Is Aging a Treatable Disease?

Aging is inevitable. Luckily, pioneers in the study of aging are making discoveries every day that may not only lengthen our lives, but enhance the quality of our lives by extending the healthy years of our lifespan.

This Sunday, on Breakthrough: The Age of Aging, director and Hollywood visionary Ron Howard introduces viewers to researchers who are delving into the science of aging and, more importantly, the treatment of aging as a disease.

Each week, we’re inviting experts and thought-leaders from a range of topics explored in the series to contemplate and investigate some of the provocative topics brought to light in each episode. This week, we looked to some of our favorite health, medical, and science experts to share their view on the following question:

By treating aging as a disease, are we just prolonging the inevitable, or can we change the course of our lives?

Here’s what they had to say…

Patricia Salber, M.D., M.B.A., of The Doctor Weighs In writes about the many different kinds of medical specialties today, from diabetologists to hepatologists and beyond. With all these varying niche areas in mind, she reflects, “Some clinicians, such as primary care doctors, try to pull it all together, but they too are often addressing their patients as an agglomeration of different conditions rather than people who may be experiencing all of those conditions because of the underlying biologic process that we call aging.” Dr. Salber also highlights a poignant quote from Dr. Ed Kamin, who is featured in the episode. He says, “In all my years of practice, I never found a patient who was feeling well, had accepted the infirmities of age, who said to me, ‘enough, I want to quit,’ because it’s wired into us that we want to continue living.”

Science Blogs’ Greg Laden, a biological anthropologist, says in Greg Laden’s Blog, “I think it is helpful to put aging, and changes in human patterns of aging, in a broader anthropological and evolutionary perspective.” He goes on to explain that “we (humans, and to a somewhat lesser extent, primates in general) are modified version of mammals, and there are indications that mammals were never originally designed (by natural selection) to live long lives.” Finally, he looks at aging in relation to reproduction, noting, “Not only have humans (following the primate lead) extended their life span and slowed down their reproduction, but they have added, apparently, another phase of life: Post reproductive.” Laden concludes, “Studies have shown that elder women in foraging societies contribute significantly to the health and well-being of their own children’s offspring. Grandmothers are an adaptation!”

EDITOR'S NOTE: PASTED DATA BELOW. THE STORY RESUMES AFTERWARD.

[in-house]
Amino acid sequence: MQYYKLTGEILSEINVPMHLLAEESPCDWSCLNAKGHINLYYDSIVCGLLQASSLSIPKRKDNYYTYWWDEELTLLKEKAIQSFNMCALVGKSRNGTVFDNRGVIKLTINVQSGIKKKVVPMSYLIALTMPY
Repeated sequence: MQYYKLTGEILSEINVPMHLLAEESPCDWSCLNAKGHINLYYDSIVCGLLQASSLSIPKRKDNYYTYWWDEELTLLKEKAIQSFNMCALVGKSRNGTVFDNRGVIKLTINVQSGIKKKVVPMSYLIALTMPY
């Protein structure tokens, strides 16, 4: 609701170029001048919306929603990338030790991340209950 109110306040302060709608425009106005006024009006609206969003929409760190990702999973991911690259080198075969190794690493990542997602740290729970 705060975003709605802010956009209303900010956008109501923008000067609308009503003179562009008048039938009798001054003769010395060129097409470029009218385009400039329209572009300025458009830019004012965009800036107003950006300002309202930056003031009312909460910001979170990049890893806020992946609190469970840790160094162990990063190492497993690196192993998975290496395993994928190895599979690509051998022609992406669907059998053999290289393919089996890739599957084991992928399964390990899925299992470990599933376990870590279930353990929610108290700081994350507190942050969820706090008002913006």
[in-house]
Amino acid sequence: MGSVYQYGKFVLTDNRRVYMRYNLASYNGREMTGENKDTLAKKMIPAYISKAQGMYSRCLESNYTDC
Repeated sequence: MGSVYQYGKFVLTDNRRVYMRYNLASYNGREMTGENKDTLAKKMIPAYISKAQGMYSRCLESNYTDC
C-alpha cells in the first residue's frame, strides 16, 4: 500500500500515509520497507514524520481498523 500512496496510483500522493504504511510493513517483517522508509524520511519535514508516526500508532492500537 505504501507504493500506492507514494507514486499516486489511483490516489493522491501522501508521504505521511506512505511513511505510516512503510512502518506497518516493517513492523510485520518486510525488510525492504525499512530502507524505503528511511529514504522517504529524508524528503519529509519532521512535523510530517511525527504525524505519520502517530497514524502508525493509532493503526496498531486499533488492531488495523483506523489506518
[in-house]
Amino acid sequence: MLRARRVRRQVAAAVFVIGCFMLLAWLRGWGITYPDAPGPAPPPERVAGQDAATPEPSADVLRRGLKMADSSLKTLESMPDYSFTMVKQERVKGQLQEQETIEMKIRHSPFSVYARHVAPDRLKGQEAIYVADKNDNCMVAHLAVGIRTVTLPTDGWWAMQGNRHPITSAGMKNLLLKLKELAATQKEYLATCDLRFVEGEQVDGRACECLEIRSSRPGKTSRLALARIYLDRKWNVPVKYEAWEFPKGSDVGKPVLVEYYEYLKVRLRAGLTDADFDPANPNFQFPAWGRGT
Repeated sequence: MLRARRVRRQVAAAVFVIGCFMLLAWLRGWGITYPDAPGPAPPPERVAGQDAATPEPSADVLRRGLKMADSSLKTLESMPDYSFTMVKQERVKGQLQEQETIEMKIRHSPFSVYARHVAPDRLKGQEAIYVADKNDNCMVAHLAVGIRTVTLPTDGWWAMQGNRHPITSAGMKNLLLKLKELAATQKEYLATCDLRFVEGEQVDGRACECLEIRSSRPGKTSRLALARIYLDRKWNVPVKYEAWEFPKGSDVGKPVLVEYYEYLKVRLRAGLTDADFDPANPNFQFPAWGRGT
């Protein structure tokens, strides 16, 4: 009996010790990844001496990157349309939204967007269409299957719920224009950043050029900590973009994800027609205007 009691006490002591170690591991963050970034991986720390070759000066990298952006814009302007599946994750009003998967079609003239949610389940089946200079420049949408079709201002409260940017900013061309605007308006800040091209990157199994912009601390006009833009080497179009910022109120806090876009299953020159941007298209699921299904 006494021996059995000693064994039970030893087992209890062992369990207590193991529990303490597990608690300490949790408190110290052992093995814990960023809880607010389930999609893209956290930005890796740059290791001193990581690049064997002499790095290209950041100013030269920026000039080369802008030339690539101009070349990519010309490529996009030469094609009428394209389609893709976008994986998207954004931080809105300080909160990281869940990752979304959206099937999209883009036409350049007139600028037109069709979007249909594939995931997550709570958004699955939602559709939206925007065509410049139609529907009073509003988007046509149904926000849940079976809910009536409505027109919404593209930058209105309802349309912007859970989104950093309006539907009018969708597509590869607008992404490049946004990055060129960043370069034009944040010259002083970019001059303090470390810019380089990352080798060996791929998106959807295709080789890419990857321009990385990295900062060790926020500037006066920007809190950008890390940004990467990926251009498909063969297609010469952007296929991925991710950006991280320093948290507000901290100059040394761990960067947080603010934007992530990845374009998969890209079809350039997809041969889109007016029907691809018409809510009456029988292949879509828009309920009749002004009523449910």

Family physician, best-selling author and nutritional researcher Joel Fuhrman, M.D., writes on his site,, “Aging is not a disease. Aging may be accompanied by chronic disease such as atherosclerosis, hypertension and diabetes, but aging itself is not the primary cause of those common chronic diseases; the cause is predominantly one’s diet.” He continues, “Over many years of eating a less than ideal diet, those diseases develop ubiquitously in modern societies.” Dr. Fuhrman calls for a “nutritarian diet” to prevent common diseases, arguing, “Thousands of scientific studies support these advances in nutritional science to give us a unique opportunity in human history to live healthier and longer than ever before, free of the common diseases associated with aging.”

Carol Bradley Bursack, author, columnist and founder of Minding Our Elders, shares her view that “Aging is a process and it’s not all bad. We gain hindsight and wisdom. We gain experience from our successes as well as our mistakes. The wisest among us gain perspective about what really matters as we each navigate our personal path through life.” Bursack goes on to discuss the connection between stress and aging and the importance of getting rid of toxins, such as bad relationships, from our lives. “Rather than thinking of aging as a disease, or just accepting that there’s nothing we can do to improve negative symptoms of aging, I’d rather think of aging as something that we can do with grace,” she says.

A big thanks to all of our experts for sharing their perspectives on this intriguing topic, and don’t forget to tune in to Breakthrough The Age of Aging this Sunday, Nov., 29, at 9 p.m. ET on National Geographic Channel.

Watch a preview from Sunday’s episode, The Key to Living a Longer Life:

The goal of researchers at the Buck Institute is to slow the aging process and thus slow down the onset of the many diseases that affect us as we get older.